An essay by Brian McLaughlin, Advocate
Some years ago, I heard an interesting quote: "If you meet one child with a diagnosis of autism. You have met exactly one child with a diagnosis of Autism." Hence the term Autism Spectrum Disorder. As the diagnosis of autism falls on a spectrum. Its expression varies from child to child and from adult to adult.
The same can be said for the numerous diagnostic labels contained in the (DSM) or "Diagnostic Statistical Manual."; a volume that attempts to label, describe, categorize, and define diagnoses of mental illnesses.
I will speak to my own diagnosis of Bi-polar One Disorder as I know it best. The label of Bi-polar One Disorder speaks to an illness marked by a cycling of mood, and an a-typical frequency, accompanying energy level, and observable changes in behavior. As with the diagnosis of autism the diagnosis of Bi-polar One Disorder differs from person to person.
More specifically, bi-polar disorder is marked by changes in mood, emotion, energy level, self-perception, and behavior. A person with a diagnosis of Bi-polar One Disorder tends to cycle in the above mentioned ways. Cycling can be rapid from moment to moment or over longer periods of time. The cycle can be extreme or more muted.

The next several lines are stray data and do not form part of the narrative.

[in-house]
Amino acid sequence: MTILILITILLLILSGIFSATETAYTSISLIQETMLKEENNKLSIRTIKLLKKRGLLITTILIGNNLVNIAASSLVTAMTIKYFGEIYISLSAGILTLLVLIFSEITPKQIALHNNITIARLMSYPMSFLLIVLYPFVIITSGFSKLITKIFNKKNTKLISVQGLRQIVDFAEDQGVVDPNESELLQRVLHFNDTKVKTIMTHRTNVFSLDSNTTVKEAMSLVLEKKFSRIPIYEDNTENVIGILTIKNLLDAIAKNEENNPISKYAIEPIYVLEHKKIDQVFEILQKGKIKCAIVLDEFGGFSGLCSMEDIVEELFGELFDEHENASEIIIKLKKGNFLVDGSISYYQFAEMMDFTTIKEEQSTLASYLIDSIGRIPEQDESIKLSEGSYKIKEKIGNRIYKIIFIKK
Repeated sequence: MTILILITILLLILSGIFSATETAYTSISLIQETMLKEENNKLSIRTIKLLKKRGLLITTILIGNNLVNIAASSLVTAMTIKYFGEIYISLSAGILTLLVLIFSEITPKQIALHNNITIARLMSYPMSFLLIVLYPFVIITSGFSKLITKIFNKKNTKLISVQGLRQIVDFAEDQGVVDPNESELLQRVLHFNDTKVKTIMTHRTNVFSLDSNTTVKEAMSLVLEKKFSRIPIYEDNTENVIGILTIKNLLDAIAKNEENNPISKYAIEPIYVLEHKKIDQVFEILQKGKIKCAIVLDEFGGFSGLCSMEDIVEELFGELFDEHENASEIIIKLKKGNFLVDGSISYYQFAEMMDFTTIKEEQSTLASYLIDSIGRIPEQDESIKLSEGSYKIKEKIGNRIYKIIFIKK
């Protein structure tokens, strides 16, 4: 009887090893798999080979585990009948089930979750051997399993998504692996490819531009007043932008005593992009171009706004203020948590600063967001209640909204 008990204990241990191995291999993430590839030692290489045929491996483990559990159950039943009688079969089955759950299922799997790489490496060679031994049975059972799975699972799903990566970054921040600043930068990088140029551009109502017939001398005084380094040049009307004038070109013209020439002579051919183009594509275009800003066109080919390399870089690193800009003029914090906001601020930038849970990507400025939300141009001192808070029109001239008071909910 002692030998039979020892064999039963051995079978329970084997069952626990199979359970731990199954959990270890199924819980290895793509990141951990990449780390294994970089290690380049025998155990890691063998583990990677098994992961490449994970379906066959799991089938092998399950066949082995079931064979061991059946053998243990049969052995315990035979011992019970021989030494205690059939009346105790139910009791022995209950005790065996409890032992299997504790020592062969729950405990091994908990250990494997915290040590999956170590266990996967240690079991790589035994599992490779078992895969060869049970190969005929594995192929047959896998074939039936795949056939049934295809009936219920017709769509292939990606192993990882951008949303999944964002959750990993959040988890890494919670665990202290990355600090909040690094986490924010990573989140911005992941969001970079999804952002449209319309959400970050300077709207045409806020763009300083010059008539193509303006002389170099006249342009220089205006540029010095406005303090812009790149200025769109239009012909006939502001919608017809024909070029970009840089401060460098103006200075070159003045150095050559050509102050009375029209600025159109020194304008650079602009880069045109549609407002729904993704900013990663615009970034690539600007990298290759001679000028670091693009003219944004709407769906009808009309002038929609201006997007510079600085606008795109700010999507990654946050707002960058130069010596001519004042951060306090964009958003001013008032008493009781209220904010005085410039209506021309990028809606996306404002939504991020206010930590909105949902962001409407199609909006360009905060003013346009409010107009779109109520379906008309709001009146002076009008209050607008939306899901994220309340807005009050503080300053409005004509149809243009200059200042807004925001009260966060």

For example, mood/emotion. A person diagnosed with Bi-polar One Disorder often exhibits moods ranging from elation to despair. Agitation to profound dormancy. One's energy level can range from manic and seeming boundless to depressed. Self-perception can cycle between grandeur to self-loathing. Behavior can range from extreme to reserved. Cycling can be rapid and pronounced or slow and less pronounced.
These factors while present in persons with a diagnosis of Bi-polar One Disorder may vary widely from person to person. Therefore, when you have met one person diagnosed with Bi-polar One Disorder or Manic-Depression you have met exactly one person with the diagnosis of Bi-polar One Disorder.
While it is important to know the label or diagnosis it is more important to know the person.
Brian Patrick McLaughlin MS/CPS
MH Consumer Advocate
Erie County, PA.
© 2019 Mental Health Association of Northwestern PA